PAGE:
Japan Display Plunges After Forecasting Surprise Loss

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Japan Display Inc., a maker of mobile-device screens for Apple Inc., plunged after forecasting a surprise annual loss because of delayed shipments.

The shares tumbled by the daily limit of 18 percent to close at 359 yen in Tokyo trading. Japan Display couldn’t secure the necessary parts to meet Apple orders, causing the delay, a person familiar with the matter said yesterday. Shipments to Sony Corp. will fall in the second half, said the person, who asked not to be identified because the information isn’t public.

Japan Display expects a net loss of 10 billion yen ($94 million) in the year ending March, compared with a previous forecast for net income of 26.8 billion yen, according to a statement yesterday that didn’t identify its customers. Apple is planning to unveil its latest iPads at an event today, a person familiar with the matter has said, as it seeks to revive tablet computer sales, while Sony last month widened its loss forecast to write down its faltering smartphone business.

“This is a problem with production efficiency,” said Masahiko Ishino, an analyst at Advanced Research Japan Co. in Tokyo. “The client may have been Apple, but the result is that the loss in efficiency is what caused this.”

The company’s German-traded shares fell 9.4 percent yesterday. Japan Display was cut to underweight from overweight by analysts at JPMorgan Chase & Co. and the stock was lowered to neutral from buy at Nomura Holdings Inc.

IPO Flop

Takashi Takebayashi, a Tokyo-based spokesman for Apple, didn’t respond to a request for comment. Chie Tanaka, a spokeswoman for Japan Display, and Mai Hora, a spokeswoman for Sony, declined to comment.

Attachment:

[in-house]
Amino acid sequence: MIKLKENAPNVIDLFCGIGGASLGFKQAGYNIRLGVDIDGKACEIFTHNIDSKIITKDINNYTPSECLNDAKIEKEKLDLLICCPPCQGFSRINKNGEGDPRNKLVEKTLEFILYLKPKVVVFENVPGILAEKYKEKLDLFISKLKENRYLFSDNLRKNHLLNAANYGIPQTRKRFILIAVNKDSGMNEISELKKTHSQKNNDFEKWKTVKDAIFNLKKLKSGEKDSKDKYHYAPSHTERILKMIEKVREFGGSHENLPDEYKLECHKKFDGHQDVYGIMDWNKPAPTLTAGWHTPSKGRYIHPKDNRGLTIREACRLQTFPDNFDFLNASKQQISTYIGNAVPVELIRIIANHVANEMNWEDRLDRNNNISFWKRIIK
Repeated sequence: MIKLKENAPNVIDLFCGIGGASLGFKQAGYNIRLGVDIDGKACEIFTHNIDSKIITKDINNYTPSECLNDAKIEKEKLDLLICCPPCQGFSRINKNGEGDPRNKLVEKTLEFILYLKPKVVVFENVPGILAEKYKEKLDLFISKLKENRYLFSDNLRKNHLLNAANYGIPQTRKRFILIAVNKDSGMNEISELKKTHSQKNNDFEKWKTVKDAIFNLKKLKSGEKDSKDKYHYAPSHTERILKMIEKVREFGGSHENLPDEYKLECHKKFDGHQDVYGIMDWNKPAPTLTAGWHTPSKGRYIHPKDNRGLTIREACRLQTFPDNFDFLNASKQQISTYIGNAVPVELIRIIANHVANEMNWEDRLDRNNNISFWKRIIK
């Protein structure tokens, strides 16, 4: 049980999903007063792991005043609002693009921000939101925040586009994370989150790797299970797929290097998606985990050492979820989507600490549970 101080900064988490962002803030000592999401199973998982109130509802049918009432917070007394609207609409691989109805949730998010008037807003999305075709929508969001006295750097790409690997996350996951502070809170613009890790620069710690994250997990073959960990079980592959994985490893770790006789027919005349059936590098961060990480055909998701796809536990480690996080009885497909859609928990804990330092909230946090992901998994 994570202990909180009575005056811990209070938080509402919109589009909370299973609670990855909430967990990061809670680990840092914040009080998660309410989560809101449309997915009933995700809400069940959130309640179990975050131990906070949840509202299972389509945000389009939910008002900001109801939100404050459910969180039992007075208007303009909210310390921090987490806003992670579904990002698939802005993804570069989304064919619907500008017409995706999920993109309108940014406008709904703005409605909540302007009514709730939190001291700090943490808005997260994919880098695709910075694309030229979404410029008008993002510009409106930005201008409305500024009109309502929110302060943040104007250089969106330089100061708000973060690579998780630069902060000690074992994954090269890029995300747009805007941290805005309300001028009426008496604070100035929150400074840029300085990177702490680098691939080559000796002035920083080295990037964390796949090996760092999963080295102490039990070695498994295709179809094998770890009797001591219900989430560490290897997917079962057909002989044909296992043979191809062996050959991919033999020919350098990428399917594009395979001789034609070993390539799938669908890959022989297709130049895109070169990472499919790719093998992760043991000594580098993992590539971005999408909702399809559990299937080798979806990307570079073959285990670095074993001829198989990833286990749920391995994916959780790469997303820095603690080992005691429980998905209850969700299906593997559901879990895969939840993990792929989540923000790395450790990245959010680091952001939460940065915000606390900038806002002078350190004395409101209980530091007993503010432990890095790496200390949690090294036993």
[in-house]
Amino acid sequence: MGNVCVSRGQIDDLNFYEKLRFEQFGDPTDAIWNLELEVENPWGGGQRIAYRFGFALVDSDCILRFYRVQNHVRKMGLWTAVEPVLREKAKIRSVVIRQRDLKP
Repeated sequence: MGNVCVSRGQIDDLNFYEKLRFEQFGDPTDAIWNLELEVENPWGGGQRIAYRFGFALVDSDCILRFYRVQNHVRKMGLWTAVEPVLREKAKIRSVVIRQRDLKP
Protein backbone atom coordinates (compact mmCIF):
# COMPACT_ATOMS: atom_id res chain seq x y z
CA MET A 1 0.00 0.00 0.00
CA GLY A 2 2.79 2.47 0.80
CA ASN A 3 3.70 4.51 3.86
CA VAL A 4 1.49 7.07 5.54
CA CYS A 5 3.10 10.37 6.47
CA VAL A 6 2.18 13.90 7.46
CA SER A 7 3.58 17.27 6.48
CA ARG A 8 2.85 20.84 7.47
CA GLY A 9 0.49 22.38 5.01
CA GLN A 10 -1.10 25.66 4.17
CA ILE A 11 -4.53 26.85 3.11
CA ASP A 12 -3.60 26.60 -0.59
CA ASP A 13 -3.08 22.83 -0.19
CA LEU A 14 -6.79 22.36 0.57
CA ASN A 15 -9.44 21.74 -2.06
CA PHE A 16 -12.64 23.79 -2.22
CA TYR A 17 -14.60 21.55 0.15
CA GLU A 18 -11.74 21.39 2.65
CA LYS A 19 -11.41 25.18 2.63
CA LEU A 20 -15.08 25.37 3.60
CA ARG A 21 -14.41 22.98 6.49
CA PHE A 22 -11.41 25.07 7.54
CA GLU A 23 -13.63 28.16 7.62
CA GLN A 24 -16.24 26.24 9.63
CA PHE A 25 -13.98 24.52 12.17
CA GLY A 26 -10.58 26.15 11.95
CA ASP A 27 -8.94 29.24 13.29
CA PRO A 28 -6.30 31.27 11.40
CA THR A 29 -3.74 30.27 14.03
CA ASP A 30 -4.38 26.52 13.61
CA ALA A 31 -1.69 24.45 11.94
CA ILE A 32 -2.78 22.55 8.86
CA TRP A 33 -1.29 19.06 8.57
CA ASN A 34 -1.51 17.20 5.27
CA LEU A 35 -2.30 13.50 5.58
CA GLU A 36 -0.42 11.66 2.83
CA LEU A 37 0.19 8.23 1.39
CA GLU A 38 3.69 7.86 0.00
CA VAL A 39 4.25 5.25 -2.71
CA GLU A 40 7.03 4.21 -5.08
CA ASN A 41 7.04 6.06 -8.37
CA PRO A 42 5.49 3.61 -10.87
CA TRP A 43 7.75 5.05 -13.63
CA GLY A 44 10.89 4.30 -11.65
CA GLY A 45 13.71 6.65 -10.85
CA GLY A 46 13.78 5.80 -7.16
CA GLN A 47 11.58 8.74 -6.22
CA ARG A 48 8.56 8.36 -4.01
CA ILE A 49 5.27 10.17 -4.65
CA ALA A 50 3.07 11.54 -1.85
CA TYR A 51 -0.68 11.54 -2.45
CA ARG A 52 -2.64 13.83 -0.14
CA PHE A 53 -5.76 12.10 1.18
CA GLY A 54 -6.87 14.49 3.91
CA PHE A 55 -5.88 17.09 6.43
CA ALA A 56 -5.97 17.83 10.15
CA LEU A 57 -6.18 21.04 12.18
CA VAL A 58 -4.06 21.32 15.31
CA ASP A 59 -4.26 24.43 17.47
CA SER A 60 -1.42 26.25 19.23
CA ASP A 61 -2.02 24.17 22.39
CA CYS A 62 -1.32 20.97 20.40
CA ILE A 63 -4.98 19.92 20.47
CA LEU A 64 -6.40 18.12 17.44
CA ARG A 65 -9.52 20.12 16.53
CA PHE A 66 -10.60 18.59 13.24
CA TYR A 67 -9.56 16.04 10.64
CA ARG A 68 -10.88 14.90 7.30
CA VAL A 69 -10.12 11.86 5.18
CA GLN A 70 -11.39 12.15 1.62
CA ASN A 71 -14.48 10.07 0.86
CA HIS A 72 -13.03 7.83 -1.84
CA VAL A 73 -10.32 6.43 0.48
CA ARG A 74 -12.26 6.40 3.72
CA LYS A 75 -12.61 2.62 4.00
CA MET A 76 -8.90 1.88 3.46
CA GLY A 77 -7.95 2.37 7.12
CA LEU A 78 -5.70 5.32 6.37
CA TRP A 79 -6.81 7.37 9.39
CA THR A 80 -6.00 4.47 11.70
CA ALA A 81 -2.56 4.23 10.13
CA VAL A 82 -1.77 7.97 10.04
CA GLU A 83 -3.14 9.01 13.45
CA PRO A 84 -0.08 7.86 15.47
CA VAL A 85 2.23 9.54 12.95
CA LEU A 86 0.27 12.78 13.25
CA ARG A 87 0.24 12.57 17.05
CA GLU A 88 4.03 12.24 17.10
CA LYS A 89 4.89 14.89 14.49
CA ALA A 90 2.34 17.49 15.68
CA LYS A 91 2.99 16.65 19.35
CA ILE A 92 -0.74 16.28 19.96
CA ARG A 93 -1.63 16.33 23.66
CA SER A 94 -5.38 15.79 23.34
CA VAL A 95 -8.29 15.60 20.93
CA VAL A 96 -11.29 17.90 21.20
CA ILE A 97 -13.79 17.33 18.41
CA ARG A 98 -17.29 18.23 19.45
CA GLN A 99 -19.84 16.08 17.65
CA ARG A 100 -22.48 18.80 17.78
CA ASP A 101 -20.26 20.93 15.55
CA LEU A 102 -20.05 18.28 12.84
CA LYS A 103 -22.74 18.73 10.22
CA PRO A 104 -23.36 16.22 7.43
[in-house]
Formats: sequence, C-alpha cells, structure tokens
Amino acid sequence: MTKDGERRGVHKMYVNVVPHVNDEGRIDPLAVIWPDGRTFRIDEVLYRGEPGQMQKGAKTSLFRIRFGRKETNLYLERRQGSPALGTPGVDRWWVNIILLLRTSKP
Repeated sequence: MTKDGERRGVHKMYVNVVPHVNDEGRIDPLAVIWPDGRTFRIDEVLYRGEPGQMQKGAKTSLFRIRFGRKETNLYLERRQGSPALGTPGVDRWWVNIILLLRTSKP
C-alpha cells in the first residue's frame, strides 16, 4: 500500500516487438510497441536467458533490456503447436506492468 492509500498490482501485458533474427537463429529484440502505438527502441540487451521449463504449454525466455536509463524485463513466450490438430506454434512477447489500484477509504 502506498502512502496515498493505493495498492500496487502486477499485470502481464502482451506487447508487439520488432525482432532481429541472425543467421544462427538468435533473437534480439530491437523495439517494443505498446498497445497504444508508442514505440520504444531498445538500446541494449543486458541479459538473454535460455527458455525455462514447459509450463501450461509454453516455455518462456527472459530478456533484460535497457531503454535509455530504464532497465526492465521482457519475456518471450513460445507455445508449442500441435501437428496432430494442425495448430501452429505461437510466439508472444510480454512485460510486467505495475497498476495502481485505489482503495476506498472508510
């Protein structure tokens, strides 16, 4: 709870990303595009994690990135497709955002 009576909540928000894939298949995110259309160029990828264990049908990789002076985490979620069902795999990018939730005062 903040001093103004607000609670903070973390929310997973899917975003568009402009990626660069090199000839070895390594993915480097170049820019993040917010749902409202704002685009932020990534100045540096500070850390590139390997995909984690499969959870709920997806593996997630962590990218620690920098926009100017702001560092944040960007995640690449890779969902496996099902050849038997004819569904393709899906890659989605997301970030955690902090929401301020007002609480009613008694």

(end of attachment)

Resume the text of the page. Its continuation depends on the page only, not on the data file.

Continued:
Japan Display, which held an initial public offering in March, lost 60 percent since its listing.

“The difference between Japan Display and Chinese manufacturers is shrinking,” said Mitsushige Akino, executive officer at Ichiyoshi Asset Management Co. in Tokyo. “The ability of Japan Display to compete will fall, as will the value of the company.”

The forecast cut is due to iPhone 6 production delays as well as a decline in shipments of high-margin displays to major global smartphone and tablet makers, Credit Suisse Group AG analyst Shunsuke Tsuchiya said in a report.

Apple suppliers including Nissha Printing Co. and GT Advanced Technologies Inc. have suffered as a result of their relationships with the iPhone maker, according to Amir Anvarzadeh, a manager of Japanese equity sales at BGC Partners Inc. in Singapore.

Plant Closing

GT Advanced Technologies this month asked for bankruptcy court permission to shut down its synthetic-sapphire operations, citing terms of a contract with Apple that it called “oppressive” and “burdensome.”

Japan Display will shut its factory at Fukaya north of Tokyo, resulting in a charge of 7 billion yen, and the company won’t pay an interim dividend, it said. The company gets about 32 percent of sales from Apple while Sony is its second-largest client, accounting for 9.4 percent of revenue, according to data compiled by Bloomberg.

Japan Display was created in 2012 when Sony, Toshiba Corp. and Hitachi Ltd. spun off their panel businesses to state-backed Innovation Network Corp. of Japan after failing to keep pace with South Korea’s Samsung Electronics Co. INCJ sold the company in an initial public offering in March, with the stock plunging 15 percent on debut.

The company lowered its annual operating profit forecast to 6.5 billion yen from 40 billion yen, according to the statement.